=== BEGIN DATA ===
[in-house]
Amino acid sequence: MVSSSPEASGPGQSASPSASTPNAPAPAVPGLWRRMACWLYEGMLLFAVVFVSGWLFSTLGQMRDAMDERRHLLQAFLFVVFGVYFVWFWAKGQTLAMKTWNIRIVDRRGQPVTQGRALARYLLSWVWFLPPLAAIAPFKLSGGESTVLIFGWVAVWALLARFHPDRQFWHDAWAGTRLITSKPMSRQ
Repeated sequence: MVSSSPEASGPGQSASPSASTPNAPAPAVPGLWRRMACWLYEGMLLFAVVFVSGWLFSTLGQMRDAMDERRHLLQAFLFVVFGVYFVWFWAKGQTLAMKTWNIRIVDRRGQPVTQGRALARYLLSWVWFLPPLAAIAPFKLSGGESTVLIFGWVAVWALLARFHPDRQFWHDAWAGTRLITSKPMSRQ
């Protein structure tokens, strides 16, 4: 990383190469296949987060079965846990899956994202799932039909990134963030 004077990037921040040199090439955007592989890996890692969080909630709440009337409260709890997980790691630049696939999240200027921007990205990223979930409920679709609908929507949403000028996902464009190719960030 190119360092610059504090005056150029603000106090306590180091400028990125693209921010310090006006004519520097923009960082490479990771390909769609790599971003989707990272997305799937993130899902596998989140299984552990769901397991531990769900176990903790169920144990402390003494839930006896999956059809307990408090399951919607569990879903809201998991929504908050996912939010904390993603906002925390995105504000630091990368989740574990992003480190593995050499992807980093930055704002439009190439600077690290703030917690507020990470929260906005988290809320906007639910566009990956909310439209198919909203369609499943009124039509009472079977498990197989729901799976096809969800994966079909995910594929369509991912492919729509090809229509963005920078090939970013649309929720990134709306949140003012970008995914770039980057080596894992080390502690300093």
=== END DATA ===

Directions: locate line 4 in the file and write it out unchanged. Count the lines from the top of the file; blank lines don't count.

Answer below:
């Protein structure tokens, strides 16, 4: 990383190469296949987060079965846990899956994202799932039909990134963030 004077990037921040040199090439955007592989890996890692969080909630709440009337409260709890997980790691630049696939999240200027921007990205990223979930409920679709609908929507949403000028996902464009190719960030 190119360092610059504090005056150029603000106090306590180091400028990125693209921010310090006006004519520097923009960082490479990771390909769609790599971003989707990272997305799937993130899902596998989140299984552990769901397991531990769900176990903790169920144990402390003494839930006896999956059809307990408090399951919607569990879903809201998991929504908050996912939010904390993603906002925390995105504000630091990368989740574990992003480190593995050499992807980093930055704002439009190439600077690290703030917690507020990470929260906005988290809320906007639910566009990956909310439209198919909203369609499943009124039509009472079977498990197989729901799976096809969800994966079909995910594929369509991912492919729509090809229509963005920078090939970013649309929720990134709306949140003012970008995914770039980057080596894992080390502690300093």